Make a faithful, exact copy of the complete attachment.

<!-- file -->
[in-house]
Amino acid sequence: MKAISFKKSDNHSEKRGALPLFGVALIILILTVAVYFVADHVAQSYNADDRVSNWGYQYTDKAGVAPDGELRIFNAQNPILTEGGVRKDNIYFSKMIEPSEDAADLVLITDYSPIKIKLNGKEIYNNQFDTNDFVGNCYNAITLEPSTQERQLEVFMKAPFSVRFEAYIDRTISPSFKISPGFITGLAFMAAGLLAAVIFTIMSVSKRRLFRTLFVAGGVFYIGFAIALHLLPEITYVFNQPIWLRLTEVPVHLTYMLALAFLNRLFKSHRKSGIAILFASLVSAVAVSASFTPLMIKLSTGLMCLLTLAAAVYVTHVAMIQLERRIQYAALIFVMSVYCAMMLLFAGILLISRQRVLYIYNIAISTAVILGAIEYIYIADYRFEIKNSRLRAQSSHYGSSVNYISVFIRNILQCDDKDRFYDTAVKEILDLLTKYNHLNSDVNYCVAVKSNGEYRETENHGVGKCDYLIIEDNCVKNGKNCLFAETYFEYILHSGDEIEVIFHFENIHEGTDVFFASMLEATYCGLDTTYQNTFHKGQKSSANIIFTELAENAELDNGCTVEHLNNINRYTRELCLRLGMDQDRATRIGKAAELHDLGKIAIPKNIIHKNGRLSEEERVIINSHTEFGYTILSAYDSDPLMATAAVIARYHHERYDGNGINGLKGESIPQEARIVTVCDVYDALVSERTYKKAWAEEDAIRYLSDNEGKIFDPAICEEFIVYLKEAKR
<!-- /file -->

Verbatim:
[in-house]
Amino acid sequence: MKAISFKKSDNHSEKRGALPLFGVALIILILTVAVYFVADHVAQSYNADDRVSNWGYQYTDKAGVAPDGELRIFNAQNPILTEGGVRKDNIYFSKMIEPSEDAADLVLITDYSPIKIKLNGKEIYNNQFDTNDFVGNCYNAITLEPSTQERQLEVFMKAPFSVRFEAYIDRTISPSFKISPGFITGLAFMAAGLLAAVIFTIMSVSKRRLFRTLFVAGGVFYIGFAIALHLLPEITYVFNQPIWLRLTEVPVHLTYMLALAFLNRLFKSHRKSGIAILFASLVSAVAVSASFTPLMIKLSTGLMCLLTLAAAVYVTHVAMIQLERRIQYAALIFVMSVYCAMMLLFAGILLISRQRVLYIYNIAISTAVILGAIEYIYIADYRFEIKNSRLRAQSSHYGSSVNYISVFIRNILQCDDKDRFYDTAVKEILDLLTKYNHLNSDVNYCVAVKSNGEYRETENHGVGKCDYLIIEDNCVKNGKNCLFAETYFEYILHSGDEIEVIFHFENIHEGTDVFFASMLEATYCGLDTTYQNTFHKGQKSSANIIFTELAENAELDNGCTVEHLNNINRYTRELCLRLGMDQDRATRIGKAAELHDLGKIAIPKNIIHKNGRLSEEERVIINSHTEFGYTILSAYDSDPLMATAAVIARYHHERYDGNGINGLKGESIPQEARIVTVCDVYDALVSERTYKKAWAEEDAIRYLSDNEGKIFDPAICEEFIVYLKEAKR